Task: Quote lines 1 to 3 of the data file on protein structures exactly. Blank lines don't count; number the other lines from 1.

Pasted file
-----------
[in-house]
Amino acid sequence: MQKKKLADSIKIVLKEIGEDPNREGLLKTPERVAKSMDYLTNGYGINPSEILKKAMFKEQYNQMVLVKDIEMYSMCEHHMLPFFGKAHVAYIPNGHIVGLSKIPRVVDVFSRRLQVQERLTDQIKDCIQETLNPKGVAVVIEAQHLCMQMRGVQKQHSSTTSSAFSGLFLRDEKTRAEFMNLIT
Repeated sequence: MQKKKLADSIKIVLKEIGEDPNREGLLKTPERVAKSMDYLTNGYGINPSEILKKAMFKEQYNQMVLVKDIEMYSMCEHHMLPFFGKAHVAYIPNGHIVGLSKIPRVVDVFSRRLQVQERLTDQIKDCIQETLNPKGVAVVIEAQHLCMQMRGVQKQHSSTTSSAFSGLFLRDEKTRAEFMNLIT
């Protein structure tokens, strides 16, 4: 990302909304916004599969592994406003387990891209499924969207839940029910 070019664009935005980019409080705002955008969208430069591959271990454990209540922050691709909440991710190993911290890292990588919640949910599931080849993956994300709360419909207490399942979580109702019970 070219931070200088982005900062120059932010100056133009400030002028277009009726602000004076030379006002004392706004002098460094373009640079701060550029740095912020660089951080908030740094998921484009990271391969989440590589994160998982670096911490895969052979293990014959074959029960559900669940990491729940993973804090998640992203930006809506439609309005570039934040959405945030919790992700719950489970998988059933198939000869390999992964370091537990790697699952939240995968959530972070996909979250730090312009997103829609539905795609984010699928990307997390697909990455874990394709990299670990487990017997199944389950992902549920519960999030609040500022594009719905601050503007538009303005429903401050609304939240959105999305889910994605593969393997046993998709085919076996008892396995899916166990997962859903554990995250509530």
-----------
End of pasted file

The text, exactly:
[in-house]
Amino acid sequence: MQKKKLADSIKIVLKEIGEDPNREGLLKTPERVAKSMDYLTNGYGINPSEILKKAMFKEQYNQMVLVKDIEMYSMCEHHMLPFFGKAHVAYIPNGHIVGLSKIPRVVDVFSRRLQVQERLTDQIKDCIQETLNPKGVAVVIEAQHLCMQMRGVQKQHSSTTSSAFSGLFLRDEKTRAEFMNLIT
Repeated sequence: MQKKKLADSIKIVLKEIGEDPNREGLLKTPERVAKSMDYLTNGYGINPSEILKKAMFKEQYNQMVLVKDIEMYSMCEHHMLPFFGKAHVAYIPNGHIVGLSKIPRVVDVFSRRLQVQERLTDQIKDCIQETLNPKGVAVVIEAQHLCMQMRGVQKQHSSTTSSAFSGLFLRDEKTRAEFMNLIT